The crime: one scalding afternoon, the mutilated body of a young woman, half naked beneath her burqa, is discovered on a Saudi beach, soon afterwards a Western woman's husband vanishes without trace.The place: Jeddah, Saudi Arabia, the City of Veils. A city of narrow streets and closed shutters, where nothing is what it seems ,and the Empty Quarter - one of the most beautiful, yet unforgiving deserts on earth.The people: Miriam Walker, alone in an alien culture, desperate to find her missing husband. Katya, a forensic scientist battling the prejudices of a society full of sexual, religious and moral contradictions, and Nayir, devout Muslim, desert guide, amateur sleuth - the man she loves.
France has experienced considerable upheaval in recent years. The Eurozone crisis, a new socialist president, rioting by an alienated underclass, a ban on the burqa (full veil) in public places, and an attempt to democratize the elite system of education all point to significant changes in French society. At the same time leading French companies are major investors in European energy resources, services, and luxury products, and between three and four hundred thousand French people live in Britain, making London, as former President Sarkozy stated, France's fifth- or sixth-largest city. The implications of these changes have not yet fully permeated French society, but they reveal a slow process of adaptation to new realities.Meanwhile, in international affairs, France makes a major and distinctive contribution and carefully guards its interests and prestige. The rivalry between Paris and the provinces continues the traditional split between North and South. France as a whole maintains its stately pace as a centre of culture, civilization, and, of course, the good life, which is one of the reasons it remains, with 75 million visitors a year, the most visited country in the world.This new, updated edition of Culture Smart! France looks at the attitudes and values of the French today. It explains how French life and business work and shows you how to fit in as a foreigner. There is practical advice on how to avoid the pitfalls and do things the French way. It takes you through history, festivals, and traditions, the French at home, on the road, in the restaurant, and at work. Above all, it shows you how the French communicate, and how best to get along with this sometimes frustrating yet charming and brilliant people.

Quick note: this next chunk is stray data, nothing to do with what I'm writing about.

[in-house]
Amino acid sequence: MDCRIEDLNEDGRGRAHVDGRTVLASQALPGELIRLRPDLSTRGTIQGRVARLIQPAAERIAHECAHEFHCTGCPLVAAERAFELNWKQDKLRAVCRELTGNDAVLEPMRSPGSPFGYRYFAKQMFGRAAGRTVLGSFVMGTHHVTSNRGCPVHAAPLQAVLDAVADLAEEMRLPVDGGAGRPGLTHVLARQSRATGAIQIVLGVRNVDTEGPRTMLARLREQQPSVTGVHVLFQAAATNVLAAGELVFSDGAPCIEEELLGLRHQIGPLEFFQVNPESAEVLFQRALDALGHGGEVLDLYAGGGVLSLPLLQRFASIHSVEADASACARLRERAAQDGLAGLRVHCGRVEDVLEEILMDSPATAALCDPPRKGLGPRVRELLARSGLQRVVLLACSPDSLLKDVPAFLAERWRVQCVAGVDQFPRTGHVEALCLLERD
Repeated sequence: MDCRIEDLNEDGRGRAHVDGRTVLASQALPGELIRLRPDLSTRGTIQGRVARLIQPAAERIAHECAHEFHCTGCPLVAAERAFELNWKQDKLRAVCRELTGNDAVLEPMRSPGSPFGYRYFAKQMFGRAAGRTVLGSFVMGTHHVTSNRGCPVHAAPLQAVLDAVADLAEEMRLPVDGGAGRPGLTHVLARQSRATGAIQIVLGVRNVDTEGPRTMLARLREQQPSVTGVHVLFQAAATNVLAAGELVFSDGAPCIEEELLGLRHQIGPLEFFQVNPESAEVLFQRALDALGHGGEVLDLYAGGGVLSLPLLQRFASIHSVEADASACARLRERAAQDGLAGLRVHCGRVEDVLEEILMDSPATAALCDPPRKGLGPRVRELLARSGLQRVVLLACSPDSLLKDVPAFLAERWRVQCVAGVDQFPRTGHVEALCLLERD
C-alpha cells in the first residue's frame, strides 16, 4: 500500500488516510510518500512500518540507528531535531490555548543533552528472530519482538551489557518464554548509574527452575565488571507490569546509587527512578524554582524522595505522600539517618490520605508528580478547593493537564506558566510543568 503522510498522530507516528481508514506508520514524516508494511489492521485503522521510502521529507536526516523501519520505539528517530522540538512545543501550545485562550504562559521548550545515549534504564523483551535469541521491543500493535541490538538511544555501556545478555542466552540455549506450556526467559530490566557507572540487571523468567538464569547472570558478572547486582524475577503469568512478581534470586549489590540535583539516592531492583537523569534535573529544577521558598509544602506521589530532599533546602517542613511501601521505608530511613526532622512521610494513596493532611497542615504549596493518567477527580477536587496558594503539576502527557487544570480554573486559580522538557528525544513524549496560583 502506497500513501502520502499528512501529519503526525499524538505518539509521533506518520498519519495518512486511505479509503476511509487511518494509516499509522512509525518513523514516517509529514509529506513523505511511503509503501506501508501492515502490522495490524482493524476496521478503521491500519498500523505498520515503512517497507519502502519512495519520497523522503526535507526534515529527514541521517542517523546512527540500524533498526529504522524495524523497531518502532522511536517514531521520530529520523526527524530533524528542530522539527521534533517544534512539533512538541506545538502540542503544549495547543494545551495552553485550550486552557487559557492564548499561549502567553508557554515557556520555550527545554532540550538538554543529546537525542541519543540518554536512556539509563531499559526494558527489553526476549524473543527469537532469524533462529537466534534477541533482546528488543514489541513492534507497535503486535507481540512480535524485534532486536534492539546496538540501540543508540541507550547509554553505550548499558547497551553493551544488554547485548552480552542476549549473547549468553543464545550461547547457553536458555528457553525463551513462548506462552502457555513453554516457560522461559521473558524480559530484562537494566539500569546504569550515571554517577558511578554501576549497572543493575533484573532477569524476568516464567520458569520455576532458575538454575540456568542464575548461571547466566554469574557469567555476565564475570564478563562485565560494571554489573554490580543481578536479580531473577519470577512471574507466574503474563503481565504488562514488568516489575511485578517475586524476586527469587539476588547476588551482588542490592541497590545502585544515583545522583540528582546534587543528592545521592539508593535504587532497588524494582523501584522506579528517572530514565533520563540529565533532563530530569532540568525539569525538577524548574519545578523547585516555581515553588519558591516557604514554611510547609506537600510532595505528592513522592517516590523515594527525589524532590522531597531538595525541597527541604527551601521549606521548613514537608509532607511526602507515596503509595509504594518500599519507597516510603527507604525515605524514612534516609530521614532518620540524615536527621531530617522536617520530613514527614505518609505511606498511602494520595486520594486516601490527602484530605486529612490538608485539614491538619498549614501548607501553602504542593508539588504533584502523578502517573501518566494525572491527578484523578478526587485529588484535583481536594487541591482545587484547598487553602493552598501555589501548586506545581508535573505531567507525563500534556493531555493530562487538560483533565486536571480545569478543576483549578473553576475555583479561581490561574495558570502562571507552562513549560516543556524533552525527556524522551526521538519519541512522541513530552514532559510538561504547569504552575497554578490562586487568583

Ranging from simple head scarf to full-body burqa, the veil is worn by vast numbers of Muslim women around the world. What Is Veiling? explains one of the most visible, controversial, and least understood emblems of Islam. Sahar Amer's evenhanded approach is anchored in sharp cultural insight and rich historical context. Addressing the significance of veiling in the religious, cultural, political, and social lives of Muslims, past and present, she examines the complex roles the practice has played in history, religion, conservative and progressive perspectives, politics and regionalism, society and economics, feminism, fashion, and art. By highlighting the multiple meanings of veiling, the book decisively shows that the realities of the practice cannot be homogenized or oversimplified and extend well beyond the religious and political accounts that are overwhelmingly proclaimed both inside and outside Muslim-majority societies. Neither defending nor criticizing the practice, What Is Veiling? clarifies the voices of Muslim women who struggle to be heard and who, veiled or not, demand the right to live spiritual, personal, and public lives in dignity. 1. Language: English. Narrator: Lameece Issaq. Audio sample: http://samples.audible.de/bk/adbl/019134/bk_adbl_019134_sample.mp3. Digital audiobook in aax.